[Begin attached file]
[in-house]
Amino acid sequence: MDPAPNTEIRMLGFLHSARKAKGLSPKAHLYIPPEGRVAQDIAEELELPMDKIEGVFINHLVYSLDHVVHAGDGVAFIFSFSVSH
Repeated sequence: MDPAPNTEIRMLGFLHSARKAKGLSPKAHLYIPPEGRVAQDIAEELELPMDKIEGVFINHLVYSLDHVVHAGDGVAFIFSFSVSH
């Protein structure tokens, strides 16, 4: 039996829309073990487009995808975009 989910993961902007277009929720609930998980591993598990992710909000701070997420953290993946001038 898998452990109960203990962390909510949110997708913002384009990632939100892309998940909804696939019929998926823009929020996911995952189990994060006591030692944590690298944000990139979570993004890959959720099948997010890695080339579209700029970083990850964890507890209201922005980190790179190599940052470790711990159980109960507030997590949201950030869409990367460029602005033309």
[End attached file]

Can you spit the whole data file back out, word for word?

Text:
[in-house]
Amino acid sequence: MDPAPNTEIRMLGFLHSARKAKGLSPKAHLYIPPEGRVAQDIAEELELPMDKIEGVFINHLVYSLDHVVHAGDGVAFIFSFSVSH
Repeated sequence: MDPAPNTEIRMLGFLHSARKAKGLSPKAHLYIPPEGRVAQDIAEELELPMDKIEGVFINHLVYSLDHVVHAGDGVAFIFSFSVSH
């Protein structure tokens, strides 16, 4: 039996829309073990487009995808975009 989910993961902007277009929720609930998980591993598990992710909000701070997420953290993946001038 898998452990109960203990962390909510949110997708913002384009990632939100892309998940909804696939019929998926823009929020996911995952189990994060006591030692944590690298944000990139979570993004890959959720099948997010890695080339579209700029970083990850964890507890209201922005980190790179190599940052470790711990159980109960507030997590949201950030869409990367460029602005033309």